The Treasury is said to be looking to phase out automatic pay progression in the public sector, which sees many workers get increases as long as they meet minimum performance standards. In many cases, this has led to their pay increasing above the 1 per cent limit set by the government.
For civil servants in particular, the Treasury has announced its intention to compensate staff who accept that they will no longer get an automatic annual pay rise. The compensation could take the form of bonuses or bigger salary increases.
The Public and Commercial Services (PCS) union – which is holding a strike on Budget day and planning another on 5 April – has voiced its anger at the idea of ending “a system of civil service pay that goes back decades and is designed to help recruit and retain staff”.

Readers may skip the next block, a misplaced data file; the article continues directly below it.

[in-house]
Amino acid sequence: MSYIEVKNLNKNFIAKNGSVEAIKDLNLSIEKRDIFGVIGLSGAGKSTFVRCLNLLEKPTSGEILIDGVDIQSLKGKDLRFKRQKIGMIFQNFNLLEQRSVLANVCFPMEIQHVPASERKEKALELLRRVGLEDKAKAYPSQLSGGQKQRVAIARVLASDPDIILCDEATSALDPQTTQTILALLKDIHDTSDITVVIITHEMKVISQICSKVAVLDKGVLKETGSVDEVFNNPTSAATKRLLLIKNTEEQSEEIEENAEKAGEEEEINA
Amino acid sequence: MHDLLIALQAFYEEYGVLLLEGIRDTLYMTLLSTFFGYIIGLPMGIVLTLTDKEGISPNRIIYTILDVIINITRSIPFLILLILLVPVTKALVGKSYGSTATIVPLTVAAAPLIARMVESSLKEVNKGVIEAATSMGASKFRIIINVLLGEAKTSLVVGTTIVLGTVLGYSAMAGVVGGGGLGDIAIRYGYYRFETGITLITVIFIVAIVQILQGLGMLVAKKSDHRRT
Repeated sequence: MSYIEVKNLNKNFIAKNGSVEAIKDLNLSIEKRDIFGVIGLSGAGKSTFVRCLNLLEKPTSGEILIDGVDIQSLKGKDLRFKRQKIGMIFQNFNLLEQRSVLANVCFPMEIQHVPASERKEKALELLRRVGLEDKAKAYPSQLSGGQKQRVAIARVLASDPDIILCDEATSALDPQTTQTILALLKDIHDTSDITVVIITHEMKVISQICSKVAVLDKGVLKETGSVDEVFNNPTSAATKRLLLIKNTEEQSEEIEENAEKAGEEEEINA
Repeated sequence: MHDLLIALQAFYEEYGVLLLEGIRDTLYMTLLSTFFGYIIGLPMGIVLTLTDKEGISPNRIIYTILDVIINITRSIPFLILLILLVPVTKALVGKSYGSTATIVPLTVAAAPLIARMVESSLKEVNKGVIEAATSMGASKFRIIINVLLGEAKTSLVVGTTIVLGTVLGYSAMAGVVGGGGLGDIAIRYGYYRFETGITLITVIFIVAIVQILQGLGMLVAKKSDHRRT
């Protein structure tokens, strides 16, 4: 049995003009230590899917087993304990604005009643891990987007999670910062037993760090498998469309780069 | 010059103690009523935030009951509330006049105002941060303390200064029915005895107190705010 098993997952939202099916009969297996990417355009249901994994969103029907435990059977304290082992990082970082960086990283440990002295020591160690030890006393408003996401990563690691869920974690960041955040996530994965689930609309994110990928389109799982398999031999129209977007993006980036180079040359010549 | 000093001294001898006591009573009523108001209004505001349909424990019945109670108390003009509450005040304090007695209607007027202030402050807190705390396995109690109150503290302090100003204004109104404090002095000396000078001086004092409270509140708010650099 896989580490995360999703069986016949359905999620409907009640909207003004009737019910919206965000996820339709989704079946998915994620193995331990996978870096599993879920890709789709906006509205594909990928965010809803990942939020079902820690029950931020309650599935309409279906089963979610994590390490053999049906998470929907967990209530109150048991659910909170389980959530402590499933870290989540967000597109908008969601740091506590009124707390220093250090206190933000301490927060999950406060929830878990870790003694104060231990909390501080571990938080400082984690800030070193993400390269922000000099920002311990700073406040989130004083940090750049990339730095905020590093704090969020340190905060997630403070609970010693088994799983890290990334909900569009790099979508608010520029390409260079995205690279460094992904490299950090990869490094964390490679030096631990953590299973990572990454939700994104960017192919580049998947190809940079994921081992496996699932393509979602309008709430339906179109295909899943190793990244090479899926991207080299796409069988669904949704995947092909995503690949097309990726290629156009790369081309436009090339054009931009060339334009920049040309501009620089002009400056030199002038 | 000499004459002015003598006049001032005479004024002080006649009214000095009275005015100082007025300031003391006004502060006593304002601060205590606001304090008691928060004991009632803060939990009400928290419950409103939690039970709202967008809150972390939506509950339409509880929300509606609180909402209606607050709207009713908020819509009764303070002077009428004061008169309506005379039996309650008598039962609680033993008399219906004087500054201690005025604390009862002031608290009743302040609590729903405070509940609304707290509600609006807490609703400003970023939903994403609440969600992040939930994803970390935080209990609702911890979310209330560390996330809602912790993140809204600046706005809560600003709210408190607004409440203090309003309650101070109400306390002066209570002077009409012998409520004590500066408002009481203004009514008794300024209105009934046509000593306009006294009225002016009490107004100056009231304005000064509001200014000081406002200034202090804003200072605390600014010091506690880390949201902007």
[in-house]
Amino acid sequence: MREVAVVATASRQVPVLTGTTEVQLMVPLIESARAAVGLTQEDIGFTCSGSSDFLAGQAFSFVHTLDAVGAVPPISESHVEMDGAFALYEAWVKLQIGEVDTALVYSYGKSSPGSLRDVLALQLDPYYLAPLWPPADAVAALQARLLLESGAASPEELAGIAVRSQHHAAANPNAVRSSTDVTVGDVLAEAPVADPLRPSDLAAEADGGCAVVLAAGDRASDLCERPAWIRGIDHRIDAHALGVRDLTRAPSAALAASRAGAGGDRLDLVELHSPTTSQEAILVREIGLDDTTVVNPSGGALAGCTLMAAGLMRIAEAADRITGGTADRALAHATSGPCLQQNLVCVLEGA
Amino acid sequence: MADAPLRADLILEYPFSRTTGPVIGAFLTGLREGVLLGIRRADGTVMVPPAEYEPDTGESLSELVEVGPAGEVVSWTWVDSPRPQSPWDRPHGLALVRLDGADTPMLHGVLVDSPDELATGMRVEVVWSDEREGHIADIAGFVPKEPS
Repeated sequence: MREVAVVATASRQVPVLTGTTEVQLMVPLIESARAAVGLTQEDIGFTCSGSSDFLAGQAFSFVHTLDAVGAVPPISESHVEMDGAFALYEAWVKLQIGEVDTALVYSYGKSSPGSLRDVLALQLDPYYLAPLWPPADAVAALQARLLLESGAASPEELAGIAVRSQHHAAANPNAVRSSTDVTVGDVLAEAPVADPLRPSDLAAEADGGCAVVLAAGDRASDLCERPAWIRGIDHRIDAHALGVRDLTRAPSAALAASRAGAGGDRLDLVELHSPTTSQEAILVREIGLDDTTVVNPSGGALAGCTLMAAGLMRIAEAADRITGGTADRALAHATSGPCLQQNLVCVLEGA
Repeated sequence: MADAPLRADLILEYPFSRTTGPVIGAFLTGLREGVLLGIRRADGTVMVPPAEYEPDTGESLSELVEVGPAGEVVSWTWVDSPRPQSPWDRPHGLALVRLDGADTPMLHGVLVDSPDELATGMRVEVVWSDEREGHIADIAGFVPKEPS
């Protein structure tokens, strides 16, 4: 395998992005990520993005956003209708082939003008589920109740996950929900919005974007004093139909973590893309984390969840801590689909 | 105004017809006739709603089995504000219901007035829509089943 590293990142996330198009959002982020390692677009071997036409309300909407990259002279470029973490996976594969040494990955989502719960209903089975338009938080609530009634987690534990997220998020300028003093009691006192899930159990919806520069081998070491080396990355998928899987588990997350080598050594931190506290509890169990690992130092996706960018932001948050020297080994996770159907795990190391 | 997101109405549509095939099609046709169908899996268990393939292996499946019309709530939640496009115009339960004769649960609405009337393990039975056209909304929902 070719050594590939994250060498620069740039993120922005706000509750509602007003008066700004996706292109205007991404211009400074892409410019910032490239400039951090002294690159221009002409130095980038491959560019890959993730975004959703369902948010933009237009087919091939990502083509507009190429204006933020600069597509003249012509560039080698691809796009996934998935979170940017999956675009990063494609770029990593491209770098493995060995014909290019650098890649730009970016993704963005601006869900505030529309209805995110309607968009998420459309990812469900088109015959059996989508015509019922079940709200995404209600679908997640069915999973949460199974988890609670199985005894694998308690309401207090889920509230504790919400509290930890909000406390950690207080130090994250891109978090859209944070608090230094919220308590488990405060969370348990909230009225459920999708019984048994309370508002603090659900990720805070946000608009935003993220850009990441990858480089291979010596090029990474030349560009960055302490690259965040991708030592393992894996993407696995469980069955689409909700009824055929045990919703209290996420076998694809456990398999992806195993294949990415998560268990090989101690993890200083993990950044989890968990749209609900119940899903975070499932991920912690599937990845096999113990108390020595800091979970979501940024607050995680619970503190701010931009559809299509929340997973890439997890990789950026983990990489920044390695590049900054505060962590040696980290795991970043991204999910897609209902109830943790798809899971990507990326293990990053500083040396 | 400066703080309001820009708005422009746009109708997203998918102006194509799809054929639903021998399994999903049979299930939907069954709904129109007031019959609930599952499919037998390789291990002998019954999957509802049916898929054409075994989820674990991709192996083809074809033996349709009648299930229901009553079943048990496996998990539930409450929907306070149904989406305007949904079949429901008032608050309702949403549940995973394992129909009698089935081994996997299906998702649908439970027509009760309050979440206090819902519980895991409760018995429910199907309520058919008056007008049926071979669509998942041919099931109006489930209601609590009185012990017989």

The union said: “In its ‘pay remit’ – which sets the framework for departmental pay, and this year confirms a cap of 1 per cent – the Treasury accepts that such incremental progression payments are a legal entitlement. While confirming that there will be no ‘centrally imposed’ move to local pay in the civil service, the remit also says the pay cap must include both basic pay and progression payments this year, meaning actual pay rises are likely to be substantially lower than 1 per cent.”